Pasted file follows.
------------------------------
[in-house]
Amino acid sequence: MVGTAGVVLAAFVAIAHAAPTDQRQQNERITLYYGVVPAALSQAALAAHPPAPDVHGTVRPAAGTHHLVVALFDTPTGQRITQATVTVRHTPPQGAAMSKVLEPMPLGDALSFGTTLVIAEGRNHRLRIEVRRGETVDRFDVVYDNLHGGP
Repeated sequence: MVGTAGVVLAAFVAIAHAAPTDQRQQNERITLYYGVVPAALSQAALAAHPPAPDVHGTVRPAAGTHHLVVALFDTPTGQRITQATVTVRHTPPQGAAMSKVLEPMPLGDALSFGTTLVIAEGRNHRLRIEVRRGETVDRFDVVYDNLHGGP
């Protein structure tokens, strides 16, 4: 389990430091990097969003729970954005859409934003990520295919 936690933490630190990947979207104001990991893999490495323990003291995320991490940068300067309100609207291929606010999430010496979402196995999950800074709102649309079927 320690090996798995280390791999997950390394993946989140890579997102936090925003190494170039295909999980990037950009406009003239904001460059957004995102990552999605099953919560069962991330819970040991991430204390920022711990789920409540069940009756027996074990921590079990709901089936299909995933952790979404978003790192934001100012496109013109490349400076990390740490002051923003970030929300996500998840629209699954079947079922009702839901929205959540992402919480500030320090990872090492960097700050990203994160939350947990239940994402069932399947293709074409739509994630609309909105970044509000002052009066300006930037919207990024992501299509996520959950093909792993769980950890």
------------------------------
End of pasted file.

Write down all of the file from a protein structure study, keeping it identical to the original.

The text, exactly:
[in-house]
Amino acid sequence: MVGTAGVVLAAFVAIAHAAPTDQRQQNERITLYYGVVPAALSQAALAAHPPAPDVHGTVRPAAGTHHLVVALFDTPTGQRITQATVTVRHTPPQGAAMSKVLEPMPLGDALSFGTTLVIAEGRNHRLRIEVRRGETVDRFDVVYDNLHGGP
Repeated sequence: MVGTAGVVLAAFVAIAHAAPTDQRQQNERITLYYGVVPAALSQAALAAHPPAPDVHGTVRPAAGTHHLVVALFDTPTGQRITQATVTVRHTPPQGAAMSKVLEPMPLGDALSFGTTLVIAEGRNHRLRIEVRRGETVDRFDVVYDNLHGGP
């Protein structure tokens, strides 16, 4: 389990430091990097969003729970954005859409934003990520295919 936690933490630190990947979207104001990991893999490495323990003291995320991490940068300067309100609207291929606010999430010496979402196995999950800074709102649309079927 320690090996798995280390791999997950390394993946989140890579997102936090925003190494170039295909999980990037950009406009003239904001460059957004995102990552999605099953919560069962991330819970040991991430204390920022711990789920409540069940009756027996074990921590079990709901089936299909995933952790979404978003790192934001100012496109013109490349400076990390740490002051923003970030929300996500998840629209699954079947079922009702839901929205959540992402919480500030320090990872090492960097700050990203994160939350947990239940994402069932399947293709074409739509994630609309909105970044509000002052009066300006930037919207990024992501299509996520959950093909792993769980950890």